● Kevin Harvick has a stout track record at Texas Motor Speedway in Fort Worth, especially in his time since joining Stewart-Haas Racing (SHR) in 2014. In his last 15 NASCAR Cup Series races at the 1.5-mile oval – all of which have come with SHR – Harvick has only two finishes outside the top-10. That first result came in the 2020 AutoTrader EchoPark Automotive 500, when Harvick finished 16th after his No. 4 Hunt Brothers Pizza Ford Mustang slipped off turn two while leading and brushed the outside wall as a heavy mist made the track slick. Harvick rebounded in his next points-paying start at Texas, finishing fifth in the 2021 AutoTrader EchoPark Automotive 500. His other result outside the top-10 came last September when he finished 19th. In the 12 races prior to that 2020 race where Harvick finished 16th, he scored nine top-fives, three of which were wins, while three others were second-place results.
● In those three wins at Texas – November 2017, 2018 and 2019 – Harvick led a total of 334 laps, which is the exact same lap total for a 500-mile race at Texas. This weekend’s NASCAR Cup Series race at Texas is 400 miles, which translates to 67 fewer laps.
● Prior to joining SHR, Harvick’s laps-led total at Texas was five, earned over the course of 22 races. In his 16 Texas starts since being a part of SHR, Harvick has led 686 laps. His total of 691 laps led at Texas is the second-most among all NASCAR Cup Series drivers. Only Kyle Busch has led more laps at the track (1,069).
● Before joining SHR, Harvick’s best finish at Texas was third (November 2016). It was one of just three top-fives and 11 top-10s he had at the track.
● Sunday’s AutoTrader EchoPark Automotive 400 will mark Harvick’s 39th NASCAR Cup Series start at Texas, the most among all Cup Series drivers, past and present. It will be Harvick’s 820th career Cup Series start, which puts him eighth all-time behind only Richard Petty (1,185 starts), Ricky Rudd (906), Terry Labonte (890), Dave Marcis (883), Mark Martin (882), Kyle Petty (829) and Bill Elliott (828).
● Harvick also leads all NASCAR Cup Series drivers – past and present – in top-10s at Texas with 24. Next best on this list is Kurt Busch with 23 top-10s, followed by Jimmie Johnson with 22.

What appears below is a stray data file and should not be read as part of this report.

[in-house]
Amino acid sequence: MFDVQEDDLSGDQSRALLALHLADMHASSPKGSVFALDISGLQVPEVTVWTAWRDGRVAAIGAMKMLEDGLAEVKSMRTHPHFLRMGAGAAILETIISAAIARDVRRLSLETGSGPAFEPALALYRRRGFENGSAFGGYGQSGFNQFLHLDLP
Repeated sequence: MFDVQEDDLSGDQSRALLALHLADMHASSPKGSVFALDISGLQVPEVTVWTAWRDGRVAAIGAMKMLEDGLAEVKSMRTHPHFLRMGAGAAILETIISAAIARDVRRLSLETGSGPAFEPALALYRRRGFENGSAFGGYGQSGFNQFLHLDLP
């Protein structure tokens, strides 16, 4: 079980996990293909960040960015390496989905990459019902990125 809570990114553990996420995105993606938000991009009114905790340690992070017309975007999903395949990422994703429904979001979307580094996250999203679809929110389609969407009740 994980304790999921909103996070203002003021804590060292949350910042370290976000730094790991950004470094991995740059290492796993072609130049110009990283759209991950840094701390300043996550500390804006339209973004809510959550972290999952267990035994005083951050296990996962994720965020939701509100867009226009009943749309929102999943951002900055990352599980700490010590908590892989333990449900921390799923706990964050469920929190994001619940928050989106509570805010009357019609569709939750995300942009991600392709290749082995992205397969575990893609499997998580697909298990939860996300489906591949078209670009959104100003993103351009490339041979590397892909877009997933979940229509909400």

● Harvick is good at Texas even outside of the NASCAR Cup Series. He has five wins in the NASCAR Xfinity Series and has led a total of 779 laps, the second-most among all drivers despite not competing in an Xfinity Series race at Texas since 2018. Only Kyle Busch has led more laps in Xfinity Series competition at Texas (1,795). Busch led those laps across 23 starts while Harvick earned his tally in 21 starts. In four NASCAR Truck Series starts at Texas, Harvick owns a win (November 2011) and one other top-five – a fourth place drive in his first Truck Series start at the track in June 1998 when he was just 22 years old and still three years away from his Cup Series debut.
● The 2023 season marks the 14th year of partnership between Harvick and Hunt Brothers Pizza. The nation’s largest brand of made-to-order pizza in the convenience store industry has sponsored Harvick for years in the NASCAR Xfinity Series and NASCAR Truck Series. Hunt Brothers Pizza joined Harvick fulltime in the NASCAR Cup Series in 2019 and has been a mainstay in NASCAR’s premier division ever since. With more than 9,000 locations across the country, Hunt Brothers Pizza offers original and thin crust pizzas available as a grab-and-go Hunk A Pizza®, perfect for today’s on-the-go lifestyle, or as a customizable whole pizza that is an exceptional value with All Toppings No Extra Charge®. Hunt Brothers Pizza is headquartered in Nashville, Tennessee, and is family owned and operated. For additional information, visit www.HuntBrothersPizza.com or download the app.